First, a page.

Russian Pentecostals Took the Road

Dan Graves, MSL

Russian Pentecostals Took the Road

Increasingly the word that came to Peter Vashchenko's mind early in the 1960s was Doroga-- "the road." He must find a road out of the atheistic Soviet Union. Did not the Bible warn, "Come out of her, my people, lest you take part in her sins"?

Years before, Peter's father, Paul Vashchenko, was converted to Christianity during World War I. Back in Russia, he told others about his faith. When he married and had children, he passed his belief on to them. Peter married Augustina, a non-Christian. They moved to Chernogorsk in Siberia. While visiting Peter's family, Augustina read the Bible. It became her favorite book. She was impressed with her in-laws' loving home. What a contrast it made to the drunken quarrels she had grown up with. In 1953, she gave herself to Jesus and repented of her past sins, which included belonging to atheistic organizations.

The Christians experienced the powerful presence of the Holy Spirit. Christ's love caught fire in their hearts. Their teaching and honesty won others to Christ. By 1961, the Chernogorsk community had over two hundred believers.

They were ordered to register their church with the authorities in order to be allowed to continue meeting, and were told they could preach only on approved topics and might not hold special meetings for their children. They refused to register.

Authorities sent Pastor Grigory Vashchenko and his assistant, Andrei Miller, to prison. The athiestic leaders rammed the church with a mine truck while a service was in progress. Through a broken window they sprayed the worshipers with high-pressure water from a fire hose. The Christian men leaped up to the window and took the blast on their backs to protect the women and children.

At school, teachers mocked the Christian children and gave them lower grades than the other pupils, even when they did their work perfectly. So Peter and his brother pulled their children out of school. The authorities threatened to take the children away. For several months the believers hid them, but in the end the youngsters were discovered and taken to juvenile homes that housed unmanageable criminals. Months passed, and the Vashchenkos did not even know where their daughters were. A cook, while drunk, took pity on them and wrote telling where their children were. After that, the family took turns traveling to meet the girls secretly and encourage them in their faith. It was exhausting and expensive.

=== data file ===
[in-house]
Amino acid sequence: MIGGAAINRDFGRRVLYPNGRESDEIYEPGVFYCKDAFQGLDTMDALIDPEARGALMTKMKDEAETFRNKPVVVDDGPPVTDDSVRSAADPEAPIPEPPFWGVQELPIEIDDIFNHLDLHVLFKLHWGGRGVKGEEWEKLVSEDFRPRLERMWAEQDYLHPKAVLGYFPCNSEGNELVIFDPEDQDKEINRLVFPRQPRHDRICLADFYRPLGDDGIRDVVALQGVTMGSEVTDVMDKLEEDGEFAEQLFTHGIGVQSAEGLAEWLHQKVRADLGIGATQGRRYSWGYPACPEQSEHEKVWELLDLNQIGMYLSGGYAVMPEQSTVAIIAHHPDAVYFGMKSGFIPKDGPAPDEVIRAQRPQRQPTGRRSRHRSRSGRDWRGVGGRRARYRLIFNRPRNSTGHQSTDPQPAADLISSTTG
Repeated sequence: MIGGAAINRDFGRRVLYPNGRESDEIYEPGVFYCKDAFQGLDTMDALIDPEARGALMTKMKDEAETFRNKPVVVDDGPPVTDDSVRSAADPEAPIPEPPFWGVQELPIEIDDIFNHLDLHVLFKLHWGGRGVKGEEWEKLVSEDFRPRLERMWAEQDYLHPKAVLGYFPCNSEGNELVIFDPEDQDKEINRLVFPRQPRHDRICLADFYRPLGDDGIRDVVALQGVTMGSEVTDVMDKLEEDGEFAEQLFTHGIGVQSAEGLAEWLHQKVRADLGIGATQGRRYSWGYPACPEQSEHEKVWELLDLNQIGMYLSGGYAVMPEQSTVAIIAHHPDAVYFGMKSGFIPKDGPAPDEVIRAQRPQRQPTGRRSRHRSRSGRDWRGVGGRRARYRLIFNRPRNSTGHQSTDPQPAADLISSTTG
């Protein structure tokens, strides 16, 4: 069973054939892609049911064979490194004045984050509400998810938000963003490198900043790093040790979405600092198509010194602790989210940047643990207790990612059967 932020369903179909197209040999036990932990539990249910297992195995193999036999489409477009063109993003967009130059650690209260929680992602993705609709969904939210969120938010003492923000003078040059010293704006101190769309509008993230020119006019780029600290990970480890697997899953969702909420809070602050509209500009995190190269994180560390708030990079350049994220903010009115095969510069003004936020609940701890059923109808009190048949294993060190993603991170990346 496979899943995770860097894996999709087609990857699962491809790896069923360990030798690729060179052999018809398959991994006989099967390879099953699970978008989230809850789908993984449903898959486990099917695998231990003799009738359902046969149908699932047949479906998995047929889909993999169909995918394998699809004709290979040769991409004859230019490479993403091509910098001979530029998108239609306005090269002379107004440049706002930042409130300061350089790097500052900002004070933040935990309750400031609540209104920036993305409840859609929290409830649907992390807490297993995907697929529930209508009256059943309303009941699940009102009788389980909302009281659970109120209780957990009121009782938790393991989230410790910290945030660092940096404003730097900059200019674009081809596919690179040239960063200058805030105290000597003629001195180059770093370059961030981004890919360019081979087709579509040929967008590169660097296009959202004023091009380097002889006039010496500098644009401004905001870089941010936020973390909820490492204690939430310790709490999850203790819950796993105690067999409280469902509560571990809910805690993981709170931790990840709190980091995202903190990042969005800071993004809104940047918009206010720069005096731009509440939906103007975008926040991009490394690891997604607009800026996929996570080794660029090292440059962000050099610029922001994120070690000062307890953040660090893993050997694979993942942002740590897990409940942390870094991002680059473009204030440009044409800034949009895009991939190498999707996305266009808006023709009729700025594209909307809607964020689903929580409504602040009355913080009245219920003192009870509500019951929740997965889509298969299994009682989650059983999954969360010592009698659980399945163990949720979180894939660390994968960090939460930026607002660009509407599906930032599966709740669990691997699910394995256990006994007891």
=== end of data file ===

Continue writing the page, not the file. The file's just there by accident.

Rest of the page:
Some Christians wanted to emigrate. Peter and a few others went to Moscow to make arrangements. When they learned that they would not be allowed to leave the Soviet Union, they formed the desperate idea of entering the American Embassy, hoping the Americans would take them out of the country. Buying tickets at different times, thirty-two slipped off to Moscow without raising the suspicion of the secret police. In Moscow, on this day, January 3rd, 1963, they overwhelmed the policeman at the gates of the American embassy and entered.

The Americans did not offer any hope. Smooth-talking KGB officers promised better treatment. The authorities just hadn't known what was going on, they lied. Some of the Christians believed the KGB. The Americans told the rest that they could do nothing for them because the USSR refused exit visas.

Persecution continued. Peter and other Christians went to prison. After his release, he again tried to emigrate, this time with his daughters, who had run away from their juvenile home. He was unsuccessful and state authorities seized the girls. Their ordeal might seem futile, but the families' repeated attempts to take the road created an international stir. The persecution of Soviet Christians came to world attention. Eventually, this resulted in an easing of the harsh treatment of believers.

Bibliography:

  1. Pollock, John. The Siberian Seven. Waco Texas: Word, 1979.

Last updated May, 2007.

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